More spices: Star anise, cumin and paprika

(6 ratings)
Roast figs

Star anise tip: If you're cooking something strong-smelling (like fish), boil water in a large pan, add some star anise and the gorgeous smell will infuse your kitchen, overtaking the smellier dish!

Star anise

What does it taste like? It tastes like anise (aniseed), a herb from the parsley family, but star anise is actually a dried, reddy-brown star-shaped fruit with a stronger flavour.
What dishes can it be used in? Popular in Chinese, Vietnamese and Indian cooking, star anise is found in Chinese five-spice and Indian garam masala powder and is a key ingredient in Vietnamese noodle soup, pho. Ground star anise is great for baking, used to flavour Chinese duckling or use the whole spice in a slow-cooking casserole or stew.
Health benefits: Chinese often suck on the point of the star as a breath freshener. Star anise also helps with digestion, colic and and headaches, while some people use it externally for skin problems.
Star anise tips: Star anise keeps better when it's whole which you grind at home. You can buy powdered star anise but it's more delicate so remember to check the flavour before you buy.
Try these recipes:
Spiced roast figs (pictured)
Duck with redcurrant relish


What does it taste like? An ancient spice, cumin has a slightly bitter, spicy yet warm flavour. It comes from the seed of a small herb in the parsley family.
What dishes can it be used in? Cumin is a must-add in curries and chilli con carne, but also great in meat dishes, marinades, vegetable dishes and soups. It's used in lots of cuisines, from Mexican to Mediterranean and Indian to Chinese, and you also might see it in some Dutch cheese and traditional French breads.
Health benefits: Cumin is rich in iron, so good for healthy blood, and its antioxidant properties strengthen the immune system. It can also improve digestive problems and helps the body to absorb nutrients.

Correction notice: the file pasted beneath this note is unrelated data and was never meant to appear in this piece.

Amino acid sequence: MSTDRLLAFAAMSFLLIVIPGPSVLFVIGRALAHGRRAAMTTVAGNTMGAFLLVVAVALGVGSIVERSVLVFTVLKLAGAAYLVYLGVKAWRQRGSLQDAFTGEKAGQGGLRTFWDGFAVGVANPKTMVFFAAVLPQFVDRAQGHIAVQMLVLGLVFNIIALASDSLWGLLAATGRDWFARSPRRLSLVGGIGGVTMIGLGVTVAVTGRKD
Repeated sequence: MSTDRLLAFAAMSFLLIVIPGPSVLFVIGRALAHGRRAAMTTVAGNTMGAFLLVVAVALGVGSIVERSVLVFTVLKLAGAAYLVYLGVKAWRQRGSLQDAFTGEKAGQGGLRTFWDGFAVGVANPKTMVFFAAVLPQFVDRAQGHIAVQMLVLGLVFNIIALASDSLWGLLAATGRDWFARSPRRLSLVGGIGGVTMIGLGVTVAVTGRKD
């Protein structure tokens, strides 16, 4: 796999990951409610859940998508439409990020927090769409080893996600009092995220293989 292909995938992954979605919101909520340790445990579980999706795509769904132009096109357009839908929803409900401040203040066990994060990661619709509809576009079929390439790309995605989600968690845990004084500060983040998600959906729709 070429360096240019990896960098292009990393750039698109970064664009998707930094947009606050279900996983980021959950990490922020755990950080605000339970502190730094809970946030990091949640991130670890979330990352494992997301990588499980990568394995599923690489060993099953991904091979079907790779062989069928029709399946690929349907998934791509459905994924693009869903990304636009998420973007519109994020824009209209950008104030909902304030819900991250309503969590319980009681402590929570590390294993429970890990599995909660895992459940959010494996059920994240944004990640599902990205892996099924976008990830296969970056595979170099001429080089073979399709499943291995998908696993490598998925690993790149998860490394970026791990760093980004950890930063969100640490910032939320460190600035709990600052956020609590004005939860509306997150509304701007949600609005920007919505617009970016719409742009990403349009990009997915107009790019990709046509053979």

Cumin tips: Add cumin seeds to bread or muffin dough or batters, sprinkle it into a cheese omelette mixture or fry it with onions to flavour lentils. You can buy it as a powder but it's tastier and longer-lasting if you buy it whole and roast and ground it yourself.
Why not try:
Carrots in cumin and coriander butter


What does it taste like? Made from the ground flesh of capsicum peppers (chili or bell peppers), this orange-reddish powder ranges from mild to pungent - it's less spicy than chilli powder and fruiter than cayenne pepper. If you like strong paprika, buy it from a speciality shop.
What dishes can it be used in?
A staple spice in Hungarian cuisine like goulash, paprika is also used in stews, casseroles, and chicken and fish dishes. It's also great for seasoning and colouring rice and soups. Smoked paprika refers to Spanish paprika, or pimentón, found in sausages and other Spanish cuisine.
Health benefits: Paprika is very rich in vitamin C, and as an antibacterial agent and stimulant, it can help to regulate blood pressure, improve circulation and help digestion.
Paprika tip: Paprika's great for perking up even the simplest dishes - sprinkle it on cheese toast, creamy casseroles or omelettes. Heat can affect its flavour and colour so store in a cool, dark place, ideally the fridge, in an airtight (non-glass) container and use within six months.
Try these recipes:
Pork and pepper goulash
Paprika sausage and bean stew
Roast sweet potato soup

Your rating

Average rating

  • 3
(6 ratings)

Your comments

comments powered by Disqus

FREE Newsletter